Spain announce travel ban for UK flights amid coronavirus strain
Spain and the Canary Islands have faced a rollercoaster when it comes to holidays – so what is the latest travel advice? A new blow was dealt today when Canaries hotspot Lanzarote announced it was closing its borders over rising cases of covid. The Canary government says the island, including neighbouring islet La Graciosa, will rise to alert level four starting at midnight on Saturday due to the “seriousness” of coronavirus cases on the island and especially the “speed” in the transmission of infections.
Public health chiefs say the coronavirus level at seven days has multiplied 25-fold in just over three weeks and has exceeded the threshold of what is considered a “very high risk”.
A week ago, Lanzarote went from alert level two to level three, as a consequence of the increase in cases after the Christmas holidays, before now entering level four.
In the last 14 days, Lanzarote registered 698.67 cases per 100,000 inhabitants.
The island today recorded two deaths and 77 new cases, bringing its total to 2,820, of which 948 are still active.
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A spokesman for the executive, Julio Pérez, said “the outlook is very worrying” and though this forced them to take new restrictions which would affect the economy, the priority was to tackle the rise in infections.
“Lanzarote has a very worrying outlook due to the speed with which infections increase as well as other indicators,” he said. “
“For this reason, we must face the health situation and that is why we have created level four today that we did not have until now to further toughen the intensity of the restrictions.”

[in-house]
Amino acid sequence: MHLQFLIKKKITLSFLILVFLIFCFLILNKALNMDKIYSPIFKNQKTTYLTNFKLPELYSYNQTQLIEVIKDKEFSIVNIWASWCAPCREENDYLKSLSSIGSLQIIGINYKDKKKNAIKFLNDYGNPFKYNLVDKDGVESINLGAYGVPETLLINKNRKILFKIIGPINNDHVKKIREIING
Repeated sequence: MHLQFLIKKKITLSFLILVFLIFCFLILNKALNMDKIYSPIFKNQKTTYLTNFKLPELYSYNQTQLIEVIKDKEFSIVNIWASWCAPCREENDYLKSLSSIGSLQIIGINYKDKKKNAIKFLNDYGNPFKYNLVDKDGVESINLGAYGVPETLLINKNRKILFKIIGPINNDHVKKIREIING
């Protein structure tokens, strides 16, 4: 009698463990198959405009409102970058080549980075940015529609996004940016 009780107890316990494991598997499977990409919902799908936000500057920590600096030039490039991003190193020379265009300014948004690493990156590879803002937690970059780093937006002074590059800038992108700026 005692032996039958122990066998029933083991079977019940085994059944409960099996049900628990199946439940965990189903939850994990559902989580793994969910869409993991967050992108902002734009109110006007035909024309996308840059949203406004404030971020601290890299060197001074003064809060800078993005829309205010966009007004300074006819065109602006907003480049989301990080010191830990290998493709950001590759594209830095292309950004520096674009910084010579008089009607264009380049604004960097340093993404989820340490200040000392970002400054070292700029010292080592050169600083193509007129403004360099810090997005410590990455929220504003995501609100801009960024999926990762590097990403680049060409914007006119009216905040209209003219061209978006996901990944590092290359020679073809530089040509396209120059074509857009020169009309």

There will be a curfew between 10pm and 6am and social gatherings are reduced to a maximum of two people and non-essential economic activity will cease at 6pm.
In addition, there will be restrictions on the entry and exit of people to and from Lanzarote, except for justified cause.
Residents are being urged to work home from home, bars and restaurants will close at 6pm, shops have to cut numbers inside to just 25 percent and the capacity on beaches and in pools is also being cut.
Perez said restrictions elsewhere in the Canaries had paid dividends, such as in Tenerife where the previous red alert has been downgrade to level 2 thanks to a decrease in coronavirus cases.
He stressed the new regulations in Lanzarote did not amount to confinement as mobility was still allowed but he urged citizens to stay at home when possible.
Britons are currently unable to enter Spain.
“On December 22, 2020, Spain introduced travel restrictions on passenger travel from the UK by air and sea,” explains the Foreign, Commonwealth and Development Office.
“These measures have been extended until 6pm (GMT+1) on February 2, 2021 (5pm / GMT in the Canary Islands), with the exception of Spanish nationals and those legally resident in Spain.”
The authority continued: “International transit through Spanish airports by passengers on flights departing from the UK is permitted on presentation of a negative PCR, TNA or LAMP test taken within no more than 72 hours prior to arrival into Spain. See Transiting Spain.
“Travellers arriving from the United Kingdom are not required to self-isolate on arrival in Spain.
“However, from November 23, 2020, there are some requirements for testing on arrival for those travelling by air and sea.
“Spot checks may be carried out on arrival to confirm travellers have undergone a COVID-19 PCR, TMA or LAMP test and have tested negative.
“A minimum fine of €3000 may be issued to anyone who does not comply.”
Additional reporting by Rita Sobot.
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